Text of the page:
Friday 4 March 2022


Book review: The Embroidered Book by Kate Heartfield [blog tour]

I love a good historical fiction read with a fantastical element. So when I first heard about The Embroidered Book by Kate Heartfield – a story about Marie Antoinette and magic – I was immediately intrigued. And it didn't disappoint. The novel details a rich and complex part of European history and deftly intersperses it with layers of magic and illusion unlike anything else I've ever read.  

The Embroidered Book is a story of two sisters: Charlotte and Antoine. They're two of the children of Austrian Empress Maria Theresa and Emperor Francis I. We first meet them as innocent and fairly clueless children, but as their older siblings die, and changes in Europe are afoot that their parents are trying to put a stop to, they became two cogs in a much bigger political machine. They have to marry to strengthen alliances across Europe and ensure a future for the Habsburg Empire. At 15 years of age, Charlotte is sent to Italy to become Queen of Naples. And Antoine is sent to France at the age of 14, where she will become their future Queen, better known as Marie Antoinette. 

Ripped apart and living two very different lives in different countries, Charlotte and Antoinette have one thing in coming: magic. They taught themselves the seeds of what is possible through a spell book they found from an old governess, but as they grow up and become queens of their respective kingdoms, their magic evolves and flourishes. The only problem is that the two sisters are not only physically apart, but magic creates another rift between them. Because while Charlotte joins the Order, a secret society practicing magic in different places in the world, Antoinette and her friends are what the Order calls – and hunts – as rogues. Those using magic without obeying the rules the Order has set up. 

And this magical conflict isn't the only impending war. As civil unrest brews across Europe, especially in France, a revolution is inevitable. Charlotte and Antoinette have difficult decisions to make, and have to choose their friends and enemies, magical and otherwise, very wisely...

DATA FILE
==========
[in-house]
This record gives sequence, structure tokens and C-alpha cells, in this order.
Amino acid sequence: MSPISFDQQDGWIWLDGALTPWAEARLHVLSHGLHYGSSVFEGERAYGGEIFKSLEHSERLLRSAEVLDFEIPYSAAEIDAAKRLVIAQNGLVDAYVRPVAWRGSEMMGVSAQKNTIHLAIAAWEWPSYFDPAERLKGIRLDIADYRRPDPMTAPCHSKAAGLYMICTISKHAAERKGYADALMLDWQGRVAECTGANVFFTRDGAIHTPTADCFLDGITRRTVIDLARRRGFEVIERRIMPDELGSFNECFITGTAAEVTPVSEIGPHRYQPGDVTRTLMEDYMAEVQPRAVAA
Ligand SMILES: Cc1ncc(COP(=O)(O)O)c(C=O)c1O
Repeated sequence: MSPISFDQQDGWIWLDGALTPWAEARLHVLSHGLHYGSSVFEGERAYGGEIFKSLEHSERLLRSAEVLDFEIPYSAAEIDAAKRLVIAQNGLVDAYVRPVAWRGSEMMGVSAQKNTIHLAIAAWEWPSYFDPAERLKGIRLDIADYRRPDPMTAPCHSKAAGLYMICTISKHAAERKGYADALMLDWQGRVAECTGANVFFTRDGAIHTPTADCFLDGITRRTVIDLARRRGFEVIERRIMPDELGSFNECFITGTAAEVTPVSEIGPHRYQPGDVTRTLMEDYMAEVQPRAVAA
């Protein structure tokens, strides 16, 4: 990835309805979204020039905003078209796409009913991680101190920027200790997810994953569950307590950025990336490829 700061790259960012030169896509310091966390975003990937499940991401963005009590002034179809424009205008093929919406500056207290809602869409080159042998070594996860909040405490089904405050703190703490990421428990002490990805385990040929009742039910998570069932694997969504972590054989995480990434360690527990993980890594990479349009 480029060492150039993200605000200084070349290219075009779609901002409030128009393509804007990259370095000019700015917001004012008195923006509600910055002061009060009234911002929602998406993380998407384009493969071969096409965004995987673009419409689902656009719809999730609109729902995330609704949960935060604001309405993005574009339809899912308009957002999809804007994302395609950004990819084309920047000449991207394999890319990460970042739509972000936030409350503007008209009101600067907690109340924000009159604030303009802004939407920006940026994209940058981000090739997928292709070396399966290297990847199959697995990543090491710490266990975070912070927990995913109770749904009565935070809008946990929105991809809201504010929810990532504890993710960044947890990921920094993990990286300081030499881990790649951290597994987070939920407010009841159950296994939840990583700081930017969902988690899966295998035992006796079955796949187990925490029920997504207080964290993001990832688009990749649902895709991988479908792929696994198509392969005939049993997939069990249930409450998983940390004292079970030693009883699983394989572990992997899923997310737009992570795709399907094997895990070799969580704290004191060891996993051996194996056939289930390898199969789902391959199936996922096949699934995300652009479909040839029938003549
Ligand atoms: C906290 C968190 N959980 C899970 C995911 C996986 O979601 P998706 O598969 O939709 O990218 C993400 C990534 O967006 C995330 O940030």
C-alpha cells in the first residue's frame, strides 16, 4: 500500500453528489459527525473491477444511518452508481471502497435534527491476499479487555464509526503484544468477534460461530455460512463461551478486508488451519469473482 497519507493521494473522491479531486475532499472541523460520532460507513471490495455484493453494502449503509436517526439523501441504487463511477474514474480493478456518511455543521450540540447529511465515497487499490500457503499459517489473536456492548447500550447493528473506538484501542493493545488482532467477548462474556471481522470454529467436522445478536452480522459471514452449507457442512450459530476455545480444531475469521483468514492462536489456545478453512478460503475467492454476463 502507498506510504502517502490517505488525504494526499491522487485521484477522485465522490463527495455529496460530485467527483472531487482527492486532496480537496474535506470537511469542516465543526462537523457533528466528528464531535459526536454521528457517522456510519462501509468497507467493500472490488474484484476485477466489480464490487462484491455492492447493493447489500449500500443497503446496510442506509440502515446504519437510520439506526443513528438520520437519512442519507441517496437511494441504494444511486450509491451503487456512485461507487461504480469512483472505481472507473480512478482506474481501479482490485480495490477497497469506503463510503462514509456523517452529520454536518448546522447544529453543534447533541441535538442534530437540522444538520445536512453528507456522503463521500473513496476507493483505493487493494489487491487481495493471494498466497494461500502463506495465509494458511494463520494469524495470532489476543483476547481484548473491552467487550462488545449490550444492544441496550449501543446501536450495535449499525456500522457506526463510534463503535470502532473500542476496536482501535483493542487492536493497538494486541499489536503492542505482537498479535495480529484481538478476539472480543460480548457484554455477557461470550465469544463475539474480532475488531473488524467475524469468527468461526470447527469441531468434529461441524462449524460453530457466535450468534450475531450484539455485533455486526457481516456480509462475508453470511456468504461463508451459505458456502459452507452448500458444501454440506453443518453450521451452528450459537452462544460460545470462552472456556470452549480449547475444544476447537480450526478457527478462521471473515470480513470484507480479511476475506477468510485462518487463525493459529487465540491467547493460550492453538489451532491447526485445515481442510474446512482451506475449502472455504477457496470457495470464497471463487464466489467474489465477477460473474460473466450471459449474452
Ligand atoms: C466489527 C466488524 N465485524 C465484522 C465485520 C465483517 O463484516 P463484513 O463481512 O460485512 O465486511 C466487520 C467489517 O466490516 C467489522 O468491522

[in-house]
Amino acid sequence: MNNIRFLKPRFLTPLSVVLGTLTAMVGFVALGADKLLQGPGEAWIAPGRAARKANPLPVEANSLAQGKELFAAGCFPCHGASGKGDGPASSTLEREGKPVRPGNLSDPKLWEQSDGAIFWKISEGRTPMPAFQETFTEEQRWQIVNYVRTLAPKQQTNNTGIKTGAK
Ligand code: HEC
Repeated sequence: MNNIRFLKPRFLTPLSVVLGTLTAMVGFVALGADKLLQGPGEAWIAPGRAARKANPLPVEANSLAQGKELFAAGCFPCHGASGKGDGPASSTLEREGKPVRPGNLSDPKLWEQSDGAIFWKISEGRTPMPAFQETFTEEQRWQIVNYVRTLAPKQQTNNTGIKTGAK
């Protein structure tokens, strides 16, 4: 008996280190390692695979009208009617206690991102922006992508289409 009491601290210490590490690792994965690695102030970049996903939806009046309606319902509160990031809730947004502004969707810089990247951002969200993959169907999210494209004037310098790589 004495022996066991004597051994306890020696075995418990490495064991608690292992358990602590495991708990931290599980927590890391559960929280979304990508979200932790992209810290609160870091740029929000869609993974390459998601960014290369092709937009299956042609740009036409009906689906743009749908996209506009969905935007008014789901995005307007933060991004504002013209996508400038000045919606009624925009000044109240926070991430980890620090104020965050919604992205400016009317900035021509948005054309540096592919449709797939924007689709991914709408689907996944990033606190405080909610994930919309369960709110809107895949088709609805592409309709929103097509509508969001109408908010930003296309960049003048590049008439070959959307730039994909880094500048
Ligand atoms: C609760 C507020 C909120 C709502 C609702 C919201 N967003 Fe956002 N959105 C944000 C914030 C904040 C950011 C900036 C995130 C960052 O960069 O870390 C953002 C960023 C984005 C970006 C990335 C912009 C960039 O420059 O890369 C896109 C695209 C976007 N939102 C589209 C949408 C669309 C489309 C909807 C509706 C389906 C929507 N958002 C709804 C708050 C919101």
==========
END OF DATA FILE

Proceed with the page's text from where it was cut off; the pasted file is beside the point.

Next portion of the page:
We've all heard about Marie Antoinette, the last Queen of France, and the horrible faith that awaited her and Louis XVI at the end of their too-short lives. Her time at court overshadowed by rumours of debouchery and, surprisingly, cake (the infamous saying "Let them eat cake" wrongly being attributed to her). But, personally, I knew very little about what came before that; about her childhood, her extended family, and her early years in France. 

Author Kate Heartfield lifts the curtain on Marie Antoinette's "real" life for me at last (for as far as anything in history can be called real, of course, there are always perceptions and misinterpretations skewing what may have genuinely happened). And by putting magic into the story, Heartfield ensures that what could've been quite a stuffy historical read about complicated political alliances, turns into a hugely exciting and compelling one. And this fantastical element in the story felt so unique as well. The way spells were created and cast felt fresh and interesting, and the developments between the order and the rogues were unpredictable. This means that while I (vaguely) knew the story of Marie Antoinette, I could not predict how this interpretation would actually unfold and conclude. 

I will say though that this book is an absolute beast. At 650+ pages it is – and feels – very long. Too long at times. And some of the historical detail about their other siblings and changes in Europe, while factually accurate and adding a sense of realism to what is ultimately a fantasy story, detracted from the pacing of the plot. It didn't help that so many of the character names sounded similar to one another (nothing that could be helped by the author, as they're mostly based on true people), which became a bit confusing on those occasions I'd picked the book up again and I wasn't fully immersed into the story yet. 

Length aside, I was utterly gripped by The Embroidered Book. It is complex story of politics, war, and magic, with at it core something very simple: a tale of two sisters. Each carving out their own path in life based on what they believe is best for their families and their respective countries. While some of the sisters' decisions may seem contrary or brutal at first, because you get to know them as real people – daughters, sisters, wives, and mothers – you get an understanding of where they're coming from. It made them more relatable, despite the fact that they lived hundreds of years ago in a very different kind of society. 

And while some of their lives has been fictionalised, the fantastical elements fit so perfectly into what we do know about Charlotte and Antoinette today that I can only hope that they had something so exciting to distract them from the unfair hands they were dealt in life. 

The Embroidered Book by Kate Heartfield will be published by Simon and Schuster on 3 March 2022 and you can preorder your copy now from your favourite book shop.

Blog tour stops for 'The Embroidered Book' by Kate Heartfield

This review for 'The Embroidered Book' is a part of the official blog tour for the launch of the book. Make sure you check out the other stops!

Disclaimer: This book was gifted to me by the publisher, but this has not impacted this honest review.


  1. Thanks for the blog tour support x

  2. Really enjoyed reading your review - thank you

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